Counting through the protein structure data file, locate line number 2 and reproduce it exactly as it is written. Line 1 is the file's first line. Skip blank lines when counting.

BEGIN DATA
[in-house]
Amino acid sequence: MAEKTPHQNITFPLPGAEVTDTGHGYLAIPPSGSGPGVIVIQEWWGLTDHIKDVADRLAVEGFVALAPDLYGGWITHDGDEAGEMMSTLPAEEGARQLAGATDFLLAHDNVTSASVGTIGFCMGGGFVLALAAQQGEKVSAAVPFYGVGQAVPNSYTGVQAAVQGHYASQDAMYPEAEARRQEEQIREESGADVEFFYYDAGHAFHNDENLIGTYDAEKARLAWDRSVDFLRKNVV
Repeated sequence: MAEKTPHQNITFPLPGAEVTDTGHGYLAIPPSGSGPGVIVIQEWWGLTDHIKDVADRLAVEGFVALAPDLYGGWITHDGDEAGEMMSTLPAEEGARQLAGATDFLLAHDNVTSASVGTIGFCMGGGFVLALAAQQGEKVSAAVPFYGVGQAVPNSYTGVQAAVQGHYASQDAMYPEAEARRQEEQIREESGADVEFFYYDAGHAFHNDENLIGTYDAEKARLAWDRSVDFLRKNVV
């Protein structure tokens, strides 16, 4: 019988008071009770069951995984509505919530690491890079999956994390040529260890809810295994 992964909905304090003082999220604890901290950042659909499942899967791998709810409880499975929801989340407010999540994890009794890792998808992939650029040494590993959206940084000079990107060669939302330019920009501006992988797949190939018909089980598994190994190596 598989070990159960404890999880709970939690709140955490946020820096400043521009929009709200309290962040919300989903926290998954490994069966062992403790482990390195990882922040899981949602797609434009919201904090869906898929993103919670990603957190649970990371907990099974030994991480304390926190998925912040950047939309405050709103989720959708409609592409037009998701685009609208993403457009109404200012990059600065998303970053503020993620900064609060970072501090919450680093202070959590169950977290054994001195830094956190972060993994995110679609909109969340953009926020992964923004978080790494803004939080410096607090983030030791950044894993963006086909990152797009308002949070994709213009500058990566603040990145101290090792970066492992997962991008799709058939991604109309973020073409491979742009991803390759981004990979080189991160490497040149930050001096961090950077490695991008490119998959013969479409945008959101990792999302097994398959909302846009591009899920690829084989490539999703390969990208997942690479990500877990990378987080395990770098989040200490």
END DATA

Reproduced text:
Amino acid sequence: MAEKTPHQNITFPLPGAEVTDTGHGYLAIPPSGSGPGVIVIQEWWGLTDHIKDVADRLAVEGFVALAPDLYGGWITHDGDEAGEMMSTLPAEEGARQLAGATDFLLAHDNVTSASVGTIGFCMGGGFVLALAAQQGEKVSAAVPFYGVGQAVPNSYTGVQAAVQGHYASQDAMYPEAEARRQEEQIREESGADVEFFYYDAGHAFHNDENLIGTYDAEKARLAWDRSVDFLRKNVV